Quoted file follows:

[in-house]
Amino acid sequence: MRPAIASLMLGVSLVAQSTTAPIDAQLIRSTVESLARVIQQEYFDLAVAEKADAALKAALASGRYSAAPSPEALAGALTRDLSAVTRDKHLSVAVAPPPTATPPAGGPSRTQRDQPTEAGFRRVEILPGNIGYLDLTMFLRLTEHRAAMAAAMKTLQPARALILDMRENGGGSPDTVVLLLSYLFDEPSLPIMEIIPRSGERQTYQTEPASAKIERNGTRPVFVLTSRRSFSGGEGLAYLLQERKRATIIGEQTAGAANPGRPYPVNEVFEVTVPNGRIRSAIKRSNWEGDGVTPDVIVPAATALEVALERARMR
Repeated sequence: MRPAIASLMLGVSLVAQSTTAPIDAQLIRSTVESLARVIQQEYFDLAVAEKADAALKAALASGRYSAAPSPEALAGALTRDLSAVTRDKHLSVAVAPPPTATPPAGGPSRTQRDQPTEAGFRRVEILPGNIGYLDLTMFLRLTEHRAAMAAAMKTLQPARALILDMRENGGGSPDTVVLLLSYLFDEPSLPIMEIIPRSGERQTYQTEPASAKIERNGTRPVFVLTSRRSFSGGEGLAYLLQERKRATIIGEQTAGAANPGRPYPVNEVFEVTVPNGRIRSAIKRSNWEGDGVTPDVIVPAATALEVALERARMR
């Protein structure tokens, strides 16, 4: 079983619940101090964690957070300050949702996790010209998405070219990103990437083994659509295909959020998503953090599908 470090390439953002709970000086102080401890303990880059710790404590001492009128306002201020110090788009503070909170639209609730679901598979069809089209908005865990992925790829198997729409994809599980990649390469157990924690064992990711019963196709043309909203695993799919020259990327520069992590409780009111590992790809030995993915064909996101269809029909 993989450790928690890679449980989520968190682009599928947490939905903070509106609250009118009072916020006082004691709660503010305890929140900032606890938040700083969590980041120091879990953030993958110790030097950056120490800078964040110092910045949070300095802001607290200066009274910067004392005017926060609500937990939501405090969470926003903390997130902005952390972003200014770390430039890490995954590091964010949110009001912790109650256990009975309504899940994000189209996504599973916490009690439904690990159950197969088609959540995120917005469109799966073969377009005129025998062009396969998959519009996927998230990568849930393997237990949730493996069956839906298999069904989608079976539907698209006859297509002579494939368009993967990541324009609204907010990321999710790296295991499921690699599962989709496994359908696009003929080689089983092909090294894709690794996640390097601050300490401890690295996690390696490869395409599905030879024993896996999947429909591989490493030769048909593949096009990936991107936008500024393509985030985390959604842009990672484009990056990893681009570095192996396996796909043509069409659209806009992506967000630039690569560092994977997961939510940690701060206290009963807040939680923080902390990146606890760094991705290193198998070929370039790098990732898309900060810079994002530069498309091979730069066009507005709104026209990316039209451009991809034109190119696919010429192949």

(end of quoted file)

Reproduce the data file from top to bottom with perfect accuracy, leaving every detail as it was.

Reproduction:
[in-house]
Amino acid sequence: MRPAIASLMLGVSLVAQSTTAPIDAQLIRSTVESLARVIQQEYFDLAVAEKADAALKAALASGRYSAAPSPEALAGALTRDLSAVTRDKHLSVAVAPPPTATPPAGGPSRTQRDQPTEAGFRRVEILPGNIGYLDLTMFLRLTEHRAAMAAAMKTLQPARALILDMRENGGGSPDTVVLLLSYLFDEPSLPIMEIIPRSGERQTYQTEPASAKIERNGTRPVFVLTSRRSFSGGEGLAYLLQERKRATIIGEQTAGAANPGRPYPVNEVFEVTVPNGRIRSAIKRSNWEGDGVTPDVIVPAATALEVALERARMR
Repeated sequence: MRPAIASLMLGVSLVAQSTTAPIDAQLIRSTVESLARVIQQEYFDLAVAEKADAALKAALASGRYSAAPSPEALAGALTRDLSAVTRDKHLSVAVAPPPTATPPAGGPSRTQRDQPTEAGFRRVEILPGNIGYLDLTMFLRLTEHRAAMAAAMKTLQPARALILDMRENGGGSPDTVVLLLSYLFDEPSLPIMEIIPRSGERQTYQTEPASAKIERNGTRPVFVLTSRRSFSGGEGLAYLLQERKRATIIGEQTAGAANPGRPYPVNEVFEVTVPNGRIRSAIKRSNWEGDGVTPDVIVPAATALEVALERARMR
């Protein structure tokens, strides 16, 4: 079983619940101090964690957070300050949702996790010209998405070219990103990437083994659509295909959020998503953090599908 470090390439953002709970000086102080401890303990880059710790404590001492009128306002201020110090788009503070909170639209609730679901598979069809089209908005865990992925790829198997729409994809599980990649390469157990924690064992990711019963196709043309909203695993799919020259990327520069992590409780009111590992790809030995993915064909996101269809029909 993989450790928690890679449980989520968190682009599928947490939905903070509106609250009118009072916020006082004691709660503010305890929140900032606890938040700083969590980041120091879990953030993958110790030097950056120490800078964040110092910045949070300095802001607290200066009274910067004392005017926060609500937990939501405090969470926003903390997130902005952390972003200014770390430039890490995954590091964010949110009001912790109650256990009975309504899940994000189209996504599973916490009690439904690990159950197969088609959540995120917005469109799966073969377009005129025998062009396969998959519009996927998230990568849930393997237990949730493996069956839906298999069904989608079976539907698209006859297509002579494939368009993967990541324009609204907010990321999710790296295991499921690699599962989709496994359908696009003929080689089983092909090294894709690794996640390097601050300490401890690295996690390696490869395409599905030879024993896996999947429909591989490493030769048909593949096009990936991107936008500024393509985030985390959604842009990672484009990056990893681009570095192996396996796909043509069409659209806009992506967000630039690569560092994977997961939510940690701060206290009963807040939680923080902390990146606890760094991705290193198998070929370039790098990732898309900060810079994002530069498309091979730069066009507005709104026209990316039209451009991809034109190119696919010429192949």